• Intentional Torts: Claims based on an employer’s intentional act that resulted in an employee's injury.

Penalties for violating these laws can be steep, including fines, jail time and the revocation of the employer’s business license. Employers found in violation of the law may also be held liable for any workplace injuries that are the result of their negligence.

In 2022, the New York Court of Appeals decided three cases related to Labor Law 240, reversing initial findings for the plaintiff in cases involving falls from a ladder. While these decisions are widely expected to produce changes in a judicial environment prone to dismissal or judgements for the plaintiff, we continue to see large settlements for plaintiffs in cases brought against employers. For example, a $4M settlement for a worker who fell 20 feet from a scaffold and a $1.25M settlement for a worker hit when a partially constructed cinder block wall was knocked over in the wind.

Risk transfer can impact claims

Most construction projects are not managed and completed by the owner. Typically, the owner works with a construction manager or general contractor, who then hires the trades necessary to complete the project. The trades then often hire subcontractors, creating a chain of parties responsible for the actual construction of the project.

Contractual indemnity – when the downstream party agrees to indemnify the upstream party from project-related losses – can help avoid potential gaps in coverage and claims between parties. In addition, owners may want to consider requiring all downstream parties to purchase coverage that names them as an “additional insured.”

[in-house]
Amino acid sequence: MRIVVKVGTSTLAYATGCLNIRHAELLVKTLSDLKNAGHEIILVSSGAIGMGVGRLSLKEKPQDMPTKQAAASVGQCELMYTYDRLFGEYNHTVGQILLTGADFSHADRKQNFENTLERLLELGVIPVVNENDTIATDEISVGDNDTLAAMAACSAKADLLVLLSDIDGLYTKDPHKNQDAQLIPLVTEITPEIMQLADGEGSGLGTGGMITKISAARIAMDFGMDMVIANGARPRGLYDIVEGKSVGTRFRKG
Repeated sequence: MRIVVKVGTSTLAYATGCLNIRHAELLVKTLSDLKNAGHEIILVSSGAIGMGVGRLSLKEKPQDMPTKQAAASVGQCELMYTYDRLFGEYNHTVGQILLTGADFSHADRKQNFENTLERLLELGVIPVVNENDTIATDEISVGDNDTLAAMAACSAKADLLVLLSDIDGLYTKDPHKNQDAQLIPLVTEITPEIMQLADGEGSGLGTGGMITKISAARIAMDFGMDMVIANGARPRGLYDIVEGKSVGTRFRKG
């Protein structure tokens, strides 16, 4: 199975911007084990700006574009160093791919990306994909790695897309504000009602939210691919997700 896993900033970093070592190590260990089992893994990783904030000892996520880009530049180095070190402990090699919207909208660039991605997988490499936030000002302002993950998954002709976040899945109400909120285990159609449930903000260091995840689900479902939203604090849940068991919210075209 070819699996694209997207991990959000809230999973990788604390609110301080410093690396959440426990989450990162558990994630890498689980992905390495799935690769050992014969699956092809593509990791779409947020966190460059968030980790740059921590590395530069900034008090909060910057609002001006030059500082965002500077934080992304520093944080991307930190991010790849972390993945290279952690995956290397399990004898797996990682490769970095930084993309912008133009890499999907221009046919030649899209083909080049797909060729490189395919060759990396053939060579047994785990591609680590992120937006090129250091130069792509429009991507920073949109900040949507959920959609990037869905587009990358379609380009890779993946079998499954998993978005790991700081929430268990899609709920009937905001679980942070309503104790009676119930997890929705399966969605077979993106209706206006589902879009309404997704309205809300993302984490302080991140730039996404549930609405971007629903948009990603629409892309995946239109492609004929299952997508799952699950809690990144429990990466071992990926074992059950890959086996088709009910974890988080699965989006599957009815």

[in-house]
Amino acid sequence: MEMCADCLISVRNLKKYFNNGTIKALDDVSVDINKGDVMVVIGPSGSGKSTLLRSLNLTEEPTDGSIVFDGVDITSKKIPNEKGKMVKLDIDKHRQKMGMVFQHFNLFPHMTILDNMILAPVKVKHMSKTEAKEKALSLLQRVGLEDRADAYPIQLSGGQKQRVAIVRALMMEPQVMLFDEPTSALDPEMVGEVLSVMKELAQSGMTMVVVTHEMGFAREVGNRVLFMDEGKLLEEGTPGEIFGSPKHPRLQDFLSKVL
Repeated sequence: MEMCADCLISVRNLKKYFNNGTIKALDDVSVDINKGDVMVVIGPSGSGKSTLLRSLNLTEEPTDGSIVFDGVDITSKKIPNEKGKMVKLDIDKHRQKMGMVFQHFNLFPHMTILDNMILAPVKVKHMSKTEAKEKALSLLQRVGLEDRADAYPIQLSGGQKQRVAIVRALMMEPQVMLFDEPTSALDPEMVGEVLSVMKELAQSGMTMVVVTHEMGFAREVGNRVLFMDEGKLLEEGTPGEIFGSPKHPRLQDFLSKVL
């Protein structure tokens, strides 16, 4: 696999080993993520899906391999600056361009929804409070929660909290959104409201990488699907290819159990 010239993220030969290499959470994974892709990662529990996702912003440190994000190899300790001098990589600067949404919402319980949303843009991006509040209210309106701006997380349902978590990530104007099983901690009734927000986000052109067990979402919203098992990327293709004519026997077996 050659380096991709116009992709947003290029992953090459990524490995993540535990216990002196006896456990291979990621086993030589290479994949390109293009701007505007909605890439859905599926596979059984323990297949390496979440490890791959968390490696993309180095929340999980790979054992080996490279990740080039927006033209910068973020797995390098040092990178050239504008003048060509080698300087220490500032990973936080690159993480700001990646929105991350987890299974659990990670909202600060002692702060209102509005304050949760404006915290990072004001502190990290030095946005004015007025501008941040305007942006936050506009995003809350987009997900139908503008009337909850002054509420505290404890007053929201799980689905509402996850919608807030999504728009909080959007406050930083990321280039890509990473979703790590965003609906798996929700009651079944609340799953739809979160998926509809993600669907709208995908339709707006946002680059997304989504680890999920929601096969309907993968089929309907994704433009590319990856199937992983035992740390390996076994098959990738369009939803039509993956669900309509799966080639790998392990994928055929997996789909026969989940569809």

At the same time, it’s important to watch for exclusions to this type of coverage. Look for policies that include: 

  • Labor law exclusion endorsements, eliminating coverage for claims, losses, liabilities or obligations arising from Labor Law 240 and 241
  • Exclusions of employee injuries and/or damages to employees of “named insureds”
  • Cross suit exclusions


New York Labor Law 200 

Labor Law 200 is founded on the belief that employers have a duty to protect the health and safety of employees. This law is meant to cover everything about a workplace, including how it is: constructed, equipped, arranged, operated and conducted. 

Employers are required to protect the lives, health and safety of employees and people lawfully frequenting their workplace. This includes operating, guarding and lighting all machinery, equipment and devices at the workplace.

Potential limitations to Labor Law 200

According to New York law, employees are entitled to lawful pay for work performed and a safe work environment; they are also entitled to be treated in a nondiscriminatory manner. However, at the same time, employers are entitled to the full performance of employees, timely attendance and compliance with employment policies and procedures. Employers may also discipline or terminate employees for not keeping up their side of the bargain, resulting in potential limitations to Labor Law 200.

We Help You Win

The construction industry specialists at Amwins understand the provisions and implications of New York Labor Laws. They put their expertise to work for you, ensuring that your client gets the coverage they need.

If your clients do business in the state of New York, we can help. Contact your local Amwins broker to learn more.